The prime minister stressed the need to exercise "fiscal discipline" in a speech to the National Press Club on Monday.
"You can't run the Australian economy on taxpayers' money forever," Mr Morrison said.
"We are not running a blank cheque budget."
There are still about 500,000 businesses receiving JobKeeper and it is unclear how many will fold when the scheme comes to an end.
It is also unclear what will happen to more than one million people on JobSeeker payments once coronavirus supplements expire on March 31.
Without government intervention, the unemployment benefit will return to just $40 a day.
Mr Morrison is monitoring the unemployment and workforce participation rates as he keeps people in suspense.
"One thing I've learnt over the course of the last 12 months is in a pandemic, don't get too far ahead of yourself. Things have a habit of changing on you, and that is true here," he said.
"We haven't made any agreement yet, but we will look at the need to have people in jobs, because you will always get paid more in jobs than you will on a benefit.
"At least, that's how it should be."
Opposition Leader Anthony Albanese is open to reining in government spending, so long as the right purse strings are pulled.
Mr Albanese argues government stimulus programs have been ill-directed and plagued by waste.
He claims there is nothing to show for the unprecedented spending blitz.
"The problem here is not that there has been spending - that was needed during a crisis, as it was needed during the Global Financial Crisis," Mr Albanese told ABC radio.
"The problem here is you have a trillion dollars of debt with nothing to show for it."
The opposition leader downplayed the 6.6 per cent unemployment rate, which is better than global standards, and Australia's strong economic growth.
"What's the economic reform or legacy arising out of this? That's the question," he said.
This government doesn't have a major infrastructure project, they don't have a major economic reform, they won't have any legacy from this trillion dollars in debt, which does have to be paid back.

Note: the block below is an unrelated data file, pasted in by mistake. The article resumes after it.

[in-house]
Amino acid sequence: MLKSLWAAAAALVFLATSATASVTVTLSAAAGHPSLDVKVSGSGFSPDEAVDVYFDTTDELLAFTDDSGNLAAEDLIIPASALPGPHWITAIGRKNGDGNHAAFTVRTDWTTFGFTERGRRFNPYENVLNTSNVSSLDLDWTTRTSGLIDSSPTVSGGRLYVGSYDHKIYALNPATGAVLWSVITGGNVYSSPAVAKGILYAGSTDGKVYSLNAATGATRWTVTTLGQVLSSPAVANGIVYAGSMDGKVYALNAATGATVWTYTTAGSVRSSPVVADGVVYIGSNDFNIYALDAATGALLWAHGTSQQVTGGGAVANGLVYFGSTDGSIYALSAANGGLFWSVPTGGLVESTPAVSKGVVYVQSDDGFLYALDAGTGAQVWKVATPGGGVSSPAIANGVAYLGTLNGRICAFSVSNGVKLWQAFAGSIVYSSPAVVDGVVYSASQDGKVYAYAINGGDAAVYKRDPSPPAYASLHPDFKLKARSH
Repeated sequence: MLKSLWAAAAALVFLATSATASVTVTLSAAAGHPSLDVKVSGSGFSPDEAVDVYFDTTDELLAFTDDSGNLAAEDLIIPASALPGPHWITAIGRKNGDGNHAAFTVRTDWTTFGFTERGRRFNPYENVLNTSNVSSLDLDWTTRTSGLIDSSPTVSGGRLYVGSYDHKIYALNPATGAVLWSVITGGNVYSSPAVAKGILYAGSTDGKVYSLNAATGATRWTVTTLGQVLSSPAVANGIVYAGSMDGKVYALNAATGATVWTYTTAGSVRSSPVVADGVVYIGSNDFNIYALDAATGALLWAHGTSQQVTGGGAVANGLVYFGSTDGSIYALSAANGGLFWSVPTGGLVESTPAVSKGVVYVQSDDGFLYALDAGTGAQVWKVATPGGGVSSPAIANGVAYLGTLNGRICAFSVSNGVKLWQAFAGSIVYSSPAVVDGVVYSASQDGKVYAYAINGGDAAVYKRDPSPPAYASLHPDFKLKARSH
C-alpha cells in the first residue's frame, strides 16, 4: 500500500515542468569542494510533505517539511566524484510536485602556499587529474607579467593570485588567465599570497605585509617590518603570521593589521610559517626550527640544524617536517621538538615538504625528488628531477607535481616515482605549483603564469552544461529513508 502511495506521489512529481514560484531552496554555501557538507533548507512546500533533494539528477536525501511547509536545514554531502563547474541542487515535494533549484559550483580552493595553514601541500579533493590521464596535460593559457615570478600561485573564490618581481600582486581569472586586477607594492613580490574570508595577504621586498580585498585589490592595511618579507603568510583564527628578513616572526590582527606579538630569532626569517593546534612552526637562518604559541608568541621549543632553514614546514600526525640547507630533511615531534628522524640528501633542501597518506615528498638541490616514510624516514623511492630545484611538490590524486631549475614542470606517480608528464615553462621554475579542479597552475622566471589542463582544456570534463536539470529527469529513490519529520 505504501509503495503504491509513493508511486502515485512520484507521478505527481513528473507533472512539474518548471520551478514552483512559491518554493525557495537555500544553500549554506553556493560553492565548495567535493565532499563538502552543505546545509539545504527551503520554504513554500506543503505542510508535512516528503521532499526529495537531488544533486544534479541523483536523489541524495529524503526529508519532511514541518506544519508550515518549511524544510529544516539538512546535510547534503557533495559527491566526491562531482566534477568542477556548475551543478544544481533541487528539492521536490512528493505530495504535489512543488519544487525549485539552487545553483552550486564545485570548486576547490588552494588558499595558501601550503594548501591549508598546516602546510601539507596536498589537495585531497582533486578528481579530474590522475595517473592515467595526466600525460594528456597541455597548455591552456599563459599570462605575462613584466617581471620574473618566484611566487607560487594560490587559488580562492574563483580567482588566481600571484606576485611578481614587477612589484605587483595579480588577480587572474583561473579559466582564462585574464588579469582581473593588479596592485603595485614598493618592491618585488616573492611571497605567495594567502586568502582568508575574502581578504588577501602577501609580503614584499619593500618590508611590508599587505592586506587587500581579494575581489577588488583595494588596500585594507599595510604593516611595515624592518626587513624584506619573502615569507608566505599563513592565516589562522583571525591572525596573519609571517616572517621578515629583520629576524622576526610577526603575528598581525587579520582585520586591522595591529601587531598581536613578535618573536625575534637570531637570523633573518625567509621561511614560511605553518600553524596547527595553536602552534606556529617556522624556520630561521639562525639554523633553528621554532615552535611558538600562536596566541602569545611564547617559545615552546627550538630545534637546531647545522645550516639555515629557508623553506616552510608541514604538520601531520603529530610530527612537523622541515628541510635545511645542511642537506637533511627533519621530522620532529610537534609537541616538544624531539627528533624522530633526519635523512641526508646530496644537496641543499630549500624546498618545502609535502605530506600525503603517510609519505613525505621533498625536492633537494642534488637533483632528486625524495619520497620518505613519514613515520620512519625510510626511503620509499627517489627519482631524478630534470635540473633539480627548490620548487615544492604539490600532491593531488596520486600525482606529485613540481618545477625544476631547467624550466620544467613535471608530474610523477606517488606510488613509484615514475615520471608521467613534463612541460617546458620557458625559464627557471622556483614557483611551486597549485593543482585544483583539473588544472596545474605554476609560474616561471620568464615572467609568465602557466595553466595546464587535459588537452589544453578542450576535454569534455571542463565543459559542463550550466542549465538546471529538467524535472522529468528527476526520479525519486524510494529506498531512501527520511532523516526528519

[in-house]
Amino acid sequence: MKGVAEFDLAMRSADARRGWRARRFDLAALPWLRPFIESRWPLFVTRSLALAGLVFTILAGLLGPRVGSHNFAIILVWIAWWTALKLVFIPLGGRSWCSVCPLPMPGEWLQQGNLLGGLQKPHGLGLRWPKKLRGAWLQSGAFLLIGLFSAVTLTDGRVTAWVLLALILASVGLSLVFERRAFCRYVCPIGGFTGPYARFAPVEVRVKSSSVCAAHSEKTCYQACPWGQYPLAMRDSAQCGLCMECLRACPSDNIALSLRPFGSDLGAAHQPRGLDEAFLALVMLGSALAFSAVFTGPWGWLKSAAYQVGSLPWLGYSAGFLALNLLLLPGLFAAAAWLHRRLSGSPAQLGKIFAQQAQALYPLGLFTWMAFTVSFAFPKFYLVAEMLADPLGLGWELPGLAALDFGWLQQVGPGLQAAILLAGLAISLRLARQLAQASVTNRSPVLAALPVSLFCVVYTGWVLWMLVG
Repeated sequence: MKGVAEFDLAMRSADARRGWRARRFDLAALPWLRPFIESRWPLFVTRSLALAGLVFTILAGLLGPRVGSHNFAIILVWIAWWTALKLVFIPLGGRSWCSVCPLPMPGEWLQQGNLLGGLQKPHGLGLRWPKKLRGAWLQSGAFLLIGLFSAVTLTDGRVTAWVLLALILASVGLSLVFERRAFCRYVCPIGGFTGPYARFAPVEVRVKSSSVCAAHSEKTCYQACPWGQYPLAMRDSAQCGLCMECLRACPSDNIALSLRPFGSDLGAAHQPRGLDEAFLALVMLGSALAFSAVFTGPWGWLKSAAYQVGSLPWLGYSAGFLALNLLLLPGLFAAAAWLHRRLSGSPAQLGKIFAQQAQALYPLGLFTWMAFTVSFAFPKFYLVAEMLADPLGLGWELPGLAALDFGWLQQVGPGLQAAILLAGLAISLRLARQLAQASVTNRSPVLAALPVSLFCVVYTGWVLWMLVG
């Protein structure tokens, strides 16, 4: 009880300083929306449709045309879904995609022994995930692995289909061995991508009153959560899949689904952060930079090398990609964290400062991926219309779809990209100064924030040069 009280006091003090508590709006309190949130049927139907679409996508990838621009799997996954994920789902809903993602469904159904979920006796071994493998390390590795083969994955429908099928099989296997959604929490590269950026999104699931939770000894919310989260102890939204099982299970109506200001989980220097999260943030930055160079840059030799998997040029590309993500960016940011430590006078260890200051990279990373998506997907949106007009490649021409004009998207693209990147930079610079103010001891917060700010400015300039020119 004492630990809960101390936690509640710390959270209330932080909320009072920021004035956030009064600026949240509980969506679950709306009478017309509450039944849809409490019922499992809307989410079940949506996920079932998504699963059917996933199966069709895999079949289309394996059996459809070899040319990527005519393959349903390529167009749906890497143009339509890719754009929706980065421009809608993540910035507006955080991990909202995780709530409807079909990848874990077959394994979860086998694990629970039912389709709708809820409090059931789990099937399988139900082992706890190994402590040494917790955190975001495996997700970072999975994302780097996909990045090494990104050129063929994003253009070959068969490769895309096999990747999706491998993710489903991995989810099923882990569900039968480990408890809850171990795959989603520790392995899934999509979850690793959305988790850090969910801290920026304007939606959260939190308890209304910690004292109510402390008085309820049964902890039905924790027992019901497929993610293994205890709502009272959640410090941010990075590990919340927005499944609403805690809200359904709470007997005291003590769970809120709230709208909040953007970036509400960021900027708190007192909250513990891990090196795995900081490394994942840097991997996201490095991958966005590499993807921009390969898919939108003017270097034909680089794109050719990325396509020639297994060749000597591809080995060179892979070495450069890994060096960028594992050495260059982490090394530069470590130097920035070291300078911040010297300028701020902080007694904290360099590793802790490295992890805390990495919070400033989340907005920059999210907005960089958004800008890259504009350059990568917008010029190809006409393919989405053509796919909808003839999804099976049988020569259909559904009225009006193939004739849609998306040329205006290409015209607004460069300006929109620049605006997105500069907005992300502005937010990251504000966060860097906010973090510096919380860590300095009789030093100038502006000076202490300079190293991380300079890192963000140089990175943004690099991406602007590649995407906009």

The prime minister refused to commit to clawing back JobKeeper payments from companies that have handed out executive bonuses and paid dividends to their shareholders.
"I'm not into the politics of envy - I'll leave that to my opponents," he said.
Mr Morrison is still considering tailored support for the hardest hit industries once JobKeeper is cut off.
Treasury is analysing tourism industry data and talks are under way with industry leaders to consider assistance measures, with many businesses under pressure from the closure to international visitors.
But Mr Morrison says any emergency measures will be temporary and accompanied by a "clear fiscal exit strategy".
WHAT's ON THE AGENDA FOR THE FIRST WEEK OF PARLIAMENT
* House and Senate sitting from Tuesday to Thursday;
* Scott Morrison and Anthony Albanese have reshuffled their front bench teams since parliament rose in December;
* Coronvirus pandemic continues, meaning some restrictions apply in Parliament House, but there have been no local cases in Australia for a fortnight;
* Church service to be held in Canberra on Tuesday morning to open the parliamentary year;
* Labor is set to pursue the government over its handling of the JobKeeper wage subsidy rollout and its lack of commitment to ambitious action on climate change;
* Government legislation in the Senate dealing with home care payment system, native title, mandatory credit reporting, higher education, redress scheme, radioactive waste management;
* Legislation in the House: aged care serious incident response scheme, banking royal commission measures, freedom of speech in universities, Clean Energy Finance Corporation grid reliability fund;
* Senate inquiry report to be presented on issues facing diaspora communities in Australia;
* Condolence motion on Tuesday over the death of former governor general Michael Jeffery;
* Just after parliament rises, economics committee on Friday will quiz Reserve Bank governor Philip Lowe.